They were also more satisfied with their diabetes treatment regime. Men were less likely to miss work or activities because of their diabetes than were women. Wives of men with diabetes reported less emotional stress caused by diabetes. They felt that their futures would be less affected by their husband’s diabetes. On the other hand, wives of diabetics tended to miss more work and other activities because of their husband’s diabetes, than did husbands of female diabetics.
It was felt that this was a mirror of the female role of caretaker in families. No gender difference in spousal or patient reports of quality of life for most items was noted. The analysis of findings of this study did show that women were more than twice as likely as men to have depression or an anxiety disorder.
To reiterate the findings of this study:
- Men were found to be more confident in their ability to control diabetes.
- Men reported that they felt more support and less hassle from wives about diabetes management.
- Men tended to have lower HbA1c levels and fewer medical complications.
- Men reported higher quality of life.
- Men were less likely to report significant levels of depression and anxiety.
Implications for Research, Clinical Care, and Education
It is time to replicate these findings as these are a starting point. One question to be addressed is whether these findings are based on fact or artifact. After all, men may be less able or willing to report problems, and have more at stake to be a success. Although spousal reports and medical history seem to correlate with the findings, more objective evidence regarding gender differences would be important. If the differences are real, we need to do research to better understand them. They would have important implications on treatment and education for diabetics of both genders. Also, if it is true that men are better self-care-givers, is that because they are inherently better or do they demand better intervention and support?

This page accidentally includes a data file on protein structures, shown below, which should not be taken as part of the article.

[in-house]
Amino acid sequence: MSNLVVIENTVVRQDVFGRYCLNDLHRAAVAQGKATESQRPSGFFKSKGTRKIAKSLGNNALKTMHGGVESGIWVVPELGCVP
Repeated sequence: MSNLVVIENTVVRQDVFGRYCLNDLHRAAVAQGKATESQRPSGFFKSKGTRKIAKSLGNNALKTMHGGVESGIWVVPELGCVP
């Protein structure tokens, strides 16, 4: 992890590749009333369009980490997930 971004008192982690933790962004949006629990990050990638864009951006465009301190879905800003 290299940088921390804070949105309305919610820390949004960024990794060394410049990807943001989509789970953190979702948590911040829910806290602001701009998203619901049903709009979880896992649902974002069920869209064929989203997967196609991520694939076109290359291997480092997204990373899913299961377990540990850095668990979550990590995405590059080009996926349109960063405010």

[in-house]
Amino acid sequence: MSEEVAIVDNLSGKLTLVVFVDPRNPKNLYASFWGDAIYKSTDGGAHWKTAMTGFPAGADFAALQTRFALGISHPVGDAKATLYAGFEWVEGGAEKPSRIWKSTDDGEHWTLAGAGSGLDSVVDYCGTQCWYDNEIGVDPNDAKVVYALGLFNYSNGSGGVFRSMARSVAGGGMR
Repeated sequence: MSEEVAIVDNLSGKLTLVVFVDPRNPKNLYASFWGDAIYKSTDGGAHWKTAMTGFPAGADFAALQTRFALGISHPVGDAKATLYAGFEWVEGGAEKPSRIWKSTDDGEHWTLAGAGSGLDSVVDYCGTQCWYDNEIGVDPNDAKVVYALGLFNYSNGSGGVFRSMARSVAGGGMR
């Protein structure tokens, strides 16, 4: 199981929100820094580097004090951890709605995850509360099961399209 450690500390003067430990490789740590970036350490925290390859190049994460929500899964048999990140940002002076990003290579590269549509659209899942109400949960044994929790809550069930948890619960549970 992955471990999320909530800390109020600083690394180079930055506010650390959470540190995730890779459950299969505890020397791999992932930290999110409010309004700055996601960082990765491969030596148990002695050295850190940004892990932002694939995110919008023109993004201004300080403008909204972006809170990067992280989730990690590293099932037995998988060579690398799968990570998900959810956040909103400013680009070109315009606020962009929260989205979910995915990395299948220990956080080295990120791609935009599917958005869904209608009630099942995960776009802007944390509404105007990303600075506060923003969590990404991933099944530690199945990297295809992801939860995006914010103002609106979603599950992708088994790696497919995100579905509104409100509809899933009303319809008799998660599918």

Clinical and Educational Implications:
We can not make blanket generalities from its report. There are certainly men who need more and women who need less support and education. It would be wrong to spend more dollars on women than men based on this one study. The researchers call for individualized assessments of quality of life on one hand, and self-care behavior and glycemic control on the other. It is important to assess these areas and rate the level to which each person is dependent on social support.
If, for example, someone’s success is based on significant support, but that support system is overtaxed, then interventions need to be devised to protect those who are overwhelmed. If a person is doing less well in any of the areas researched, then interventions appropriate for that person and family need to be put into effect. The reasoning behind this goes back to the initial premise of this research, which is that all areas of life with diabetes are inextricably intertwined with each aspect affecting the others.
Therefore, a positive change in one area will positively effect all others. Understanding how a person looks at maintaining a quality life-style, whether pragmatic, as more men appear to do, means that these men will need to have treatment which plays to their strengths and sense of practicality. It does not mean that they will not need special support if they are struggling with diabetes management.
All assessments should identify and address underlying beliefs interfering with self-care, physical well-being, and quality of life. Attention should be given to dispelling ideas that management has anything to do with a fundamental lack of competence or manhood. This does not mean that sensitivity to emotional issues is not important to men; it is, but broaching these issues may be better served by talking about how other men cope than by demanding emotional catharsis. Again, this article named behaviors; now we need to go further into understanding why.
This article is a good stepping off point for this further research. We will keep our eyes open for more and share it with you as it becomes available. It does not say anything that we did not already know, but seeing it in print with thoughtful research makes it easier to understand those differences we all notice on a daily basis when dealing with men and women with chronic diseases. What I would add is “Vive la difference!” How boring life would be if we all reacted to everything the same way. As we share information, we can share attitudes, and hopefully feel more at ease with our own ability to maintain health.